Happy New Year!

New year! New possibilities! New WORLD.

New idea. We have a proposal for you. It will be astounding. It will be interesting. It will be something.

First off, take a look at this, from which we gathered inspiration. Its about being a sommelier of game, pairing a setting with a ruleset which complements it. Neat, yes? In a world whose history spans centuries, different periods are more appropriately played with different mechanics… some which focus on martial flair, others which focus on social interaction, et cetera. Keen idea, yes? Certainly, it’s something that interests us here: we love thinking about the way something that is entirely mechanical feels narratively, which is why one of our hobbies is setting up little microgames.

But why, we ask ourselves, must these settings be so entirely separate? What if the players could go from the epic pulp action of the Demonfall war to the more socially-oriented, gritty world of the New Empire, and (more importantly) back again. What if they could experience these settings, ebbing and flowing into one another?

The short answer? Because it would be INCREDIBLY difficult for a GM to maintain two consistent universes with radically different rules. No way around that. But not, we think, impossible.

Consider two worlds: one is defined by… oh, let’s say GURPS, for the sake of argument. It’s a world of specificity… it’s a point-buy universe. It’s simulationist, which is to say it’s all about the LAW. On the other hand, you have something like… oh, PDQ. It’s a world of approximation… it’s a free-form trait universe. It’s narrativist, which is to say, it’s about being incredibly adaptive.

Whatever you can build in GURPS, you can recreate in PDQ. Approximately. It won’t be exact… it can’t, and it wouldn’t make sense to be, but you can approximate all the goods you buy through collecting them under the penumbra of a free-form quality. This gives you characters who exist in two simultaneous forms… one (relatively) gritty and realistic, the other much more loose. One certain, the other mutable.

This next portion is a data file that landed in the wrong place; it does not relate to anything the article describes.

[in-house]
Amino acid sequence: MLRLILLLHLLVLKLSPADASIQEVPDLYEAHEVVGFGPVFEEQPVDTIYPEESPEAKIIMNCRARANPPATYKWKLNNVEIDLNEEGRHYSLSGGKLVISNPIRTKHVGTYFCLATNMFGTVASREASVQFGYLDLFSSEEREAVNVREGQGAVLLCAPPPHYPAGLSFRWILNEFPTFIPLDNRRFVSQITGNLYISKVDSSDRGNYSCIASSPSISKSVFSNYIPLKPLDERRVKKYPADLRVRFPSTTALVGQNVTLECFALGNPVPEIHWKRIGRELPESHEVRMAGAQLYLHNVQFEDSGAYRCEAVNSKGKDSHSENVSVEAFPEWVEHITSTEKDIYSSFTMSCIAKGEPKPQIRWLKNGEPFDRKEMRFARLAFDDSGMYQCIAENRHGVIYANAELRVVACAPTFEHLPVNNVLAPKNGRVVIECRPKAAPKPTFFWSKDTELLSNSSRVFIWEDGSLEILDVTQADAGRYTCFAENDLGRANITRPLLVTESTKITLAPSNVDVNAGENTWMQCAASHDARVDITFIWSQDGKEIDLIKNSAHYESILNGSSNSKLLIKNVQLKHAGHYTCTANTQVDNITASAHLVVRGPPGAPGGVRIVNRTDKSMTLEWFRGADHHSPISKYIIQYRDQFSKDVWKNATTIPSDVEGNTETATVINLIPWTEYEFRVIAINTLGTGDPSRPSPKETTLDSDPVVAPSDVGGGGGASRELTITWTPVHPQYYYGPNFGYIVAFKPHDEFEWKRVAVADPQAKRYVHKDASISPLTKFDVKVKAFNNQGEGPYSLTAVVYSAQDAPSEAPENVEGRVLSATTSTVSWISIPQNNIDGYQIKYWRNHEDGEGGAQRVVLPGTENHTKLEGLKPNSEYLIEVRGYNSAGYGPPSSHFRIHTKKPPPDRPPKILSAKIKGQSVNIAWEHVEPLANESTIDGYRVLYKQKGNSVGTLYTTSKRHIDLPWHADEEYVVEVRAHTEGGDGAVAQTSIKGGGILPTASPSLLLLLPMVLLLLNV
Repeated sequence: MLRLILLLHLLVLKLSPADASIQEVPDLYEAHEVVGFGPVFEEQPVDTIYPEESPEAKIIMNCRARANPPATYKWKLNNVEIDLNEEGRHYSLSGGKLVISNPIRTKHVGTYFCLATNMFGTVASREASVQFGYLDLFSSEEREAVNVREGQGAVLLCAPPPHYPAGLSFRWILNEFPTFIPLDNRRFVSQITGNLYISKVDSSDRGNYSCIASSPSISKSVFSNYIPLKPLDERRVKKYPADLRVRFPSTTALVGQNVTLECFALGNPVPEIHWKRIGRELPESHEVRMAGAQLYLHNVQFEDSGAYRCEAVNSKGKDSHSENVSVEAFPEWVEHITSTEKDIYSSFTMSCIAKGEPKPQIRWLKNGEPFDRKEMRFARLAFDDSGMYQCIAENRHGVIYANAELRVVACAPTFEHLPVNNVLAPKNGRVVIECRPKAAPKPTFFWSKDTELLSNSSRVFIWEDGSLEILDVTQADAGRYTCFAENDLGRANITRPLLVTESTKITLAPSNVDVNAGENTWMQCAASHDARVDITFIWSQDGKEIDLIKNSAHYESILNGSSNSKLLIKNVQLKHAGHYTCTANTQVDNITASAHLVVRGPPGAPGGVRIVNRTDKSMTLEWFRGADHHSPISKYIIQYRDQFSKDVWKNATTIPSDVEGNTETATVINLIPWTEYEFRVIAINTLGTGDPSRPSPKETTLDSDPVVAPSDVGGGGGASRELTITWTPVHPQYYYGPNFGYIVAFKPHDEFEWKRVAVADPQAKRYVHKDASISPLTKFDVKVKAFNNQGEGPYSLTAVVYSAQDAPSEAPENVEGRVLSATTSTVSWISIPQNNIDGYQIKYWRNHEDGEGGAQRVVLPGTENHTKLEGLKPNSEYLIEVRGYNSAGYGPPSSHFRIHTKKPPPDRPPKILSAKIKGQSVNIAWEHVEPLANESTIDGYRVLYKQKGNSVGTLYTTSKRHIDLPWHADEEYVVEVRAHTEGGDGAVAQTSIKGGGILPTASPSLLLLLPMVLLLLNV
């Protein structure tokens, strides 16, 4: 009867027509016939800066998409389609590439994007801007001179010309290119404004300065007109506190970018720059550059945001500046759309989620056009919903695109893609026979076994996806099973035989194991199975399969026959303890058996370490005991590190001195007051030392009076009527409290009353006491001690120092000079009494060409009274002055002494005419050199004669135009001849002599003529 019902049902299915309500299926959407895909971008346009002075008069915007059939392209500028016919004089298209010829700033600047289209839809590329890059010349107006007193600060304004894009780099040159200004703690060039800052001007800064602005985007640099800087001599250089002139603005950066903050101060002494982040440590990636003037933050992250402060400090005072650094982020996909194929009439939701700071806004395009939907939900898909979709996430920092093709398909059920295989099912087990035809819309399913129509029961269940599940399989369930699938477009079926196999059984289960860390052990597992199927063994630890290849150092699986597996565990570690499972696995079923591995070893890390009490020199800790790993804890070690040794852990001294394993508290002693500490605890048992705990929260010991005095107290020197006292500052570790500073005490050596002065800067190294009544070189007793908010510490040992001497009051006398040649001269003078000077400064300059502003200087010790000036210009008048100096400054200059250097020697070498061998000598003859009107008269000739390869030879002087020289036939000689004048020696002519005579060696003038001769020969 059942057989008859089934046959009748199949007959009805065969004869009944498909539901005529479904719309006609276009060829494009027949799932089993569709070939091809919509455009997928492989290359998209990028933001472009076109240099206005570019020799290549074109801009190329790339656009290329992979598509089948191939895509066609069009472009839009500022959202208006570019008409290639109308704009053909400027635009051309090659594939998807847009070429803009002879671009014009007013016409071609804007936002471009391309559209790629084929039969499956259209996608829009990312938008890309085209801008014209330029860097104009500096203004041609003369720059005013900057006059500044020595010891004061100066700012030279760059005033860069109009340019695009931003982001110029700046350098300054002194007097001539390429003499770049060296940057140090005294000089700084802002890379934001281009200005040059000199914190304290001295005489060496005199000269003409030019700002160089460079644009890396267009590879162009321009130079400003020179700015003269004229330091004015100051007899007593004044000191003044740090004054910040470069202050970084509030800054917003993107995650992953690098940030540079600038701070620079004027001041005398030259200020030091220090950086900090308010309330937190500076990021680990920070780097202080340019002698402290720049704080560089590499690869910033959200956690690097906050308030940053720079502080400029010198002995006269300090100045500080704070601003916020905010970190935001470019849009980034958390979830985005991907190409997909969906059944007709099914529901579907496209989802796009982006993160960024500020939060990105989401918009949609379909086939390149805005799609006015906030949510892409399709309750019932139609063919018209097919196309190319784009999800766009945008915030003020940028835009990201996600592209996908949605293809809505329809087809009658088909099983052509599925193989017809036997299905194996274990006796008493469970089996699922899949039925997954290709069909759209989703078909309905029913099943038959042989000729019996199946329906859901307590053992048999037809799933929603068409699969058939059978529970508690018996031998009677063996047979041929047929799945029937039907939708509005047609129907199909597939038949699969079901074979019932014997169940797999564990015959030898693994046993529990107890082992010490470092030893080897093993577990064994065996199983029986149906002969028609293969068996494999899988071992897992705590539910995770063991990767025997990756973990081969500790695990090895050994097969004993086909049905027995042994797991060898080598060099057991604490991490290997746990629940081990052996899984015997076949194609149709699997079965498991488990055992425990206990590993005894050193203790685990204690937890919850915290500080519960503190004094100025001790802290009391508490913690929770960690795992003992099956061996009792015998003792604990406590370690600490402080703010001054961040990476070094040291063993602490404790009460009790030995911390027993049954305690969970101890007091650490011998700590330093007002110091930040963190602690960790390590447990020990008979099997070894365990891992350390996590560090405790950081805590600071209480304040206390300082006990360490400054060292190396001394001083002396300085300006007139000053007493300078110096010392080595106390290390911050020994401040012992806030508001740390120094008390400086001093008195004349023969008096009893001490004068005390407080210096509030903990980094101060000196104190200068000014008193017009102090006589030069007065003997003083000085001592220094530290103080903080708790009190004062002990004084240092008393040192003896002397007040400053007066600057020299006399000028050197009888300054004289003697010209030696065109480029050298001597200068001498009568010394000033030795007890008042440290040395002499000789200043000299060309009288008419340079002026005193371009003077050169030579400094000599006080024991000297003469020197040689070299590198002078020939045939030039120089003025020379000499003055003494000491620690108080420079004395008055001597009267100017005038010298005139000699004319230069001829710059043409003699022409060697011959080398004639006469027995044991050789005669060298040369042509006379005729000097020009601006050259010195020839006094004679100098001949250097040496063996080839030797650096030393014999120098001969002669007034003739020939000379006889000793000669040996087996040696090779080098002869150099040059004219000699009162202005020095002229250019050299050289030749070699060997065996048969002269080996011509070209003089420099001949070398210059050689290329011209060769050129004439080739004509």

One equally effective when injured, the other made weaker with damage. One limited in the skills he or she can use, the other able to attack with a profession or socialize as an attack. One, in all likelihood, possessing an extra low-level skill or two that the other just didn’t have room for. Two visions of one character. All you need now is a way to flip between them.

Well that’s not hard. The GURPS character must exist in the GURPS world, and the PDQ character must exist in the PDQ world, otherwise the math just doesn’t bear out. This suggests to us that there are parallel worlds… perhaps linked by a portal or two (see Fringe), or perhaps portals can be created from time to time (see Sliders), or perhaps they have the natural capacity to slip between the two at will. Each world is drawn in the same broad strokes, but the specifics may differ… from the mechanical necessities, which make battle in one world or the other a very different proposition, to the occupants, to the set-ups of a room. Think of the strange dungeon complexes which might be made by forcing players to encounter doors which are locked in GURPS but open in PDQ, or choose between an obvious trap in PDQ or an obvious ambush in GURPS, or otherwise flip between worlds to progress! Perhaps the PDQ universe has a goblin city with a jail in the center, so our players flip to the GURPS universe, where the same city, with the same outline, is run by the humans who were able to fight off the goblins in this particular timeline. Perhaps the PDQ president has been replaced by an evil robot double, so we must find and abduct his identical analogue from the GURPS universe. Perhaps we slip into the PDQ universe, where we can more effectively interrogate someone, to learn secrets from a spymaster that we can take to the GURPS universe, where the knowledge will make skill checks significantly easier. Who knows?

But beyond even the practical possibilities of the twin universes, there is the different feel of them. Played right, one can feel like the “true” world, and one can feel like the dangerous “alternate” world that the PCs must dip into. Whether you see GURPS or PDQ as the better home world most likely depends on whether you are aligned with law or chaos. Regardless, the shift can (and should) be unsettling but essential.

As a final note, we’d be remiss if we didn’t point out that the finest PDQ sourcebook is Truth and Justice, and that there’s a mighty fine GURPS: Supers, and a grand tradition of crises on arbitrarily huge numbers of Earths in comic books. So, that’s a thing to consider.

Alas, for we do not have a group at the moment upon which we can force this idea, even though we have a niggling little plot bunny in the back of our collective heads, so we leave the general idea on the table for the world’s enjoyment.



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